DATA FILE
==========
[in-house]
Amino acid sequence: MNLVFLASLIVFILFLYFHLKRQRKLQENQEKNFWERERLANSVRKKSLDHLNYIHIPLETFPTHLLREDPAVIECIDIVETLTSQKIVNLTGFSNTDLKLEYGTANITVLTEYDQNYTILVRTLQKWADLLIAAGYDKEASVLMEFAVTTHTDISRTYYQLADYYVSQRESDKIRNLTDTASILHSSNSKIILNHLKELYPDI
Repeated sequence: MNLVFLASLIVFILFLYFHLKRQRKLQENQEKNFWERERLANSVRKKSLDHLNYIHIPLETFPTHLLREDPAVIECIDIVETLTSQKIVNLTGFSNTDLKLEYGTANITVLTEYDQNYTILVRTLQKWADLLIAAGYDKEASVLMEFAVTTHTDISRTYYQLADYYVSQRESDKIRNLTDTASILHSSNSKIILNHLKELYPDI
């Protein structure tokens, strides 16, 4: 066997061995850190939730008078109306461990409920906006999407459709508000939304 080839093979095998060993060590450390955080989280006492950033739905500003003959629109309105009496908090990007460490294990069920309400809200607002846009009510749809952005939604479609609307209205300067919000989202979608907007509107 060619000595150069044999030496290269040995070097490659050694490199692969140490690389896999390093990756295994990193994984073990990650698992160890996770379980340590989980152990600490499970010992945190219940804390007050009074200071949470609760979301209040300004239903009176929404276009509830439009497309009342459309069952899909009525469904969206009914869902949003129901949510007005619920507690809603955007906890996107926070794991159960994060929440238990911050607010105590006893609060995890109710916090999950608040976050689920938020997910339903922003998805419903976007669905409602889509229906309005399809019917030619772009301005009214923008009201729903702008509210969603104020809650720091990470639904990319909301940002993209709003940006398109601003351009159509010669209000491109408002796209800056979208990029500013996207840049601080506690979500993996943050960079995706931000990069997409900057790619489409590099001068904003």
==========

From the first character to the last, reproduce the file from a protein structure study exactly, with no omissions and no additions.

[in-house]
Amino acid sequence: MNLVFLASLIVFILFLYFHLKRQRKLQENQEKNFWERERLANSVRKKSLDHLNYIHIPLETFPTHLLREDPAVIECIDIVETLTSQKIVNLTGFSNTDLKLEYGTANITVLTEYDQNYTILVRTLQKWADLLIAAGYDKEASVLMEFAVTTHTDISRTYYQLADYYVSQRESDKIRNLTDTASILHSSNSKIILNHLKELYPDI
Repeated sequence: MNLVFLASLIVFILFLYFHLKRQRKLQENQEKNFWERERLANSVRKKSLDHLNYIHIPLETFPTHLLREDPAVIECIDIVETLTSQKIVNLTGFSNTDLKLEYGTANITVLTEYDQNYTILVRTLQKWADLLIAAGYDKEASVLMEFAVTTHTDISRTYYQLADYYVSQRESDKIRNLTDTASILHSSNSKIILNHLKELYPDI
């Protein structure tokens, strides 16, 4: 066997061995850190939730008078109306461990409920906006999407459709508000939304 080839093979095998060993060590450390955080989280006492950033739905500003003959629109309105009496908090990007460490294990069920309400809200607002846009009510749809952005939604479609609307209205300067919000989202979608907007509107 060619000595150069044999030496290269040995070097490659050694490199692969140490690389896999390093990756295994990193994984073990990650698992160890996770379980340590989980152990600490499970010992945190219940804390007050009074200071949470609760979301209040300004239903009176929404276009509830439009497309009342459309069952899909009525469904969206009914869902949003129901949510007005619920507690809603955007906890996107926070794991159960994060929440238990911050607010105590006893609060995890109710916090999950608040976050689920938020997910339903922003998805419903976007669905409602889509229906309005399809019917030619772009301005009214923008009201729903702008509210969603104020809650720091990470639904990319909301940002993209709003940006398109601003351009159509010669209000491109408002796209800056979208990029500013996207840049601080506690979500993996943050960079995706931000990069997409900057790619489409590099001068904003």